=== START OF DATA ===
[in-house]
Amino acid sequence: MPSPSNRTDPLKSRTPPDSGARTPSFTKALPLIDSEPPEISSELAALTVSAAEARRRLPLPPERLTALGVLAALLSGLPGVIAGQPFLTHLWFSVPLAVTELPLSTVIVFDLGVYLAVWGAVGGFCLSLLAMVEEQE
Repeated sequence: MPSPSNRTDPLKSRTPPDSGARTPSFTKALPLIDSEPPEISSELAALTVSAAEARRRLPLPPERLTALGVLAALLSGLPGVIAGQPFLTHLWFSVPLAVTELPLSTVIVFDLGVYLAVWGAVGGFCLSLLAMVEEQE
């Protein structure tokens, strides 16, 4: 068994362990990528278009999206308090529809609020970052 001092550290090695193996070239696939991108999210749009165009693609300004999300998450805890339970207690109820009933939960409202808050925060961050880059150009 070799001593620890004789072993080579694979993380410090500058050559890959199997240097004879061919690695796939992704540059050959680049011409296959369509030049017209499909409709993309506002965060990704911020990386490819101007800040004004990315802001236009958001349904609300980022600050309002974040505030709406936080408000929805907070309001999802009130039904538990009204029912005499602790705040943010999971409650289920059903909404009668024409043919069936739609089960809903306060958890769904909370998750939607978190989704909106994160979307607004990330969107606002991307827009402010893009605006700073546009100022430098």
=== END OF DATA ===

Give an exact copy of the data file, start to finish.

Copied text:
[in-house]
Amino acid sequence: MPSPSNRTDPLKSRTPPDSGARTPSFTKALPLIDSEPPEISSELAALTVSAAEARRRLPLPPERLTALGVLAALLSGLPGVIAGQPFLTHLWFSVPLAVTELPLSTVIVFDLGVYLAVWGAVGGFCLSLLAMVEEQE
Repeated sequence: MPSPSNRTDPLKSRTPPDSGARTPSFTKALPLIDSEPPEISSELAALTVSAAEARRRLPLPPERLTALGVLAALLSGLPGVIAGQPFLTHLWFSVPLAVTELPLSTVIVFDLGVYLAVWGAVGGFCLSLLAMVEEQE
């Protein structure tokens, strides 16, 4: 068994362990990528278009999206308090529809609020970052 001092550290090695193996070239696939991108999210749009165009693609300004999300998450805890339970207690109820009933939960409202808050925060961050880059150009 070799001593620890004789072993080579694979993380410090500058050559890959199997240097004879061919690695796939992704540059050959680049011409296959369509030049017209499909409709993309506002965060990704911020990386490819101007800040004004990315802001236009958001349904609300980022600050309002974040505030709406936080408000929805907070309001999802009130039904538990009204029912005499602790705040943010999971409650289920059903909404009668024409043919069936739609089960809903306060958890769904909370998750939607978190989704909106994160979307607004990330969107606002991307827009402010893009605006700073546009100022430098």